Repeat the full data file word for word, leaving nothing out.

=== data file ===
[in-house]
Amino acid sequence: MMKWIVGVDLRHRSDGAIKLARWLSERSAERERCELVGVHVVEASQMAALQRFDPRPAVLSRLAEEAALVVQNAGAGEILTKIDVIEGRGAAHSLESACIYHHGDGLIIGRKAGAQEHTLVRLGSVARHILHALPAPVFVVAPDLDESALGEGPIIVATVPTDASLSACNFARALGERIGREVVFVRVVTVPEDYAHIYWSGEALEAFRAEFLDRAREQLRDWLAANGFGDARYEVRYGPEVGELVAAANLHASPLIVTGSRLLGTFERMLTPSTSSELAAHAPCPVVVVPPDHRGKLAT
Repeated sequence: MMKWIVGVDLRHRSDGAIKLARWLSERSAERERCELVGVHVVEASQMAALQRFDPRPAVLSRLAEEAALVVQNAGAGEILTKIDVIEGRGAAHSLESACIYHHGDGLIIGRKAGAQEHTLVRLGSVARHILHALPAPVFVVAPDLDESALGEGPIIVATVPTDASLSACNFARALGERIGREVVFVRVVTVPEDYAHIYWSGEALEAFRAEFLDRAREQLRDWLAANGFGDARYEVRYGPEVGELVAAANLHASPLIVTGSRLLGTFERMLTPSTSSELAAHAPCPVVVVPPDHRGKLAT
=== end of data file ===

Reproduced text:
[in-house]
Amino acid sequence: MMKWIVGVDLRHRSDGAIKLARWLSERSAERERCELVGVHVVEASQMAALQRFDPRPAVLSRLAEEAALVVQNAGAGEILTKIDVIEGRGAAHSLESACIYHHGDGLIIGRKAGAQEHTLVRLGSVARHILHALPAPVFVVAPDLDESALGEGPIIVATVPTDASLSACNFARALGERIGREVVFVRVVTVPEDYAHIYWSGEALEAFRAEFLDRAREQLRDWLAANGFGDARYEVRYGPEVGELVAAANLHASPLIVTGSRLLGTFERMLTPSTSSELAAHAPCPVVVVPPDHRGKLAT
Repeated sequence: MMKWIVGVDLRHRSDGAIKLARWLSERSAERERCELVGVHVVEASQMAALQRFDPRPAVLSRLAEEAALVVQNAGAGEILTKIDVIEGRGAAHSLESACIYHHGDGLIIGRKAGAQEHTLVRLGSVARHILHALPAPVFVVAPDLDESALGEGPIIVATVPTDASLSACNFARALGERIGREVVFVRVVTVPEDYAHIYWSGEALEAFRAEFLDRAREQLRDWLAANGFGDARYEVRYGPEVGELVAAANLHASPLIVTGSRLLGTFERMLTPSTSSELAAHAPCPVVVVPPDHRGKLAT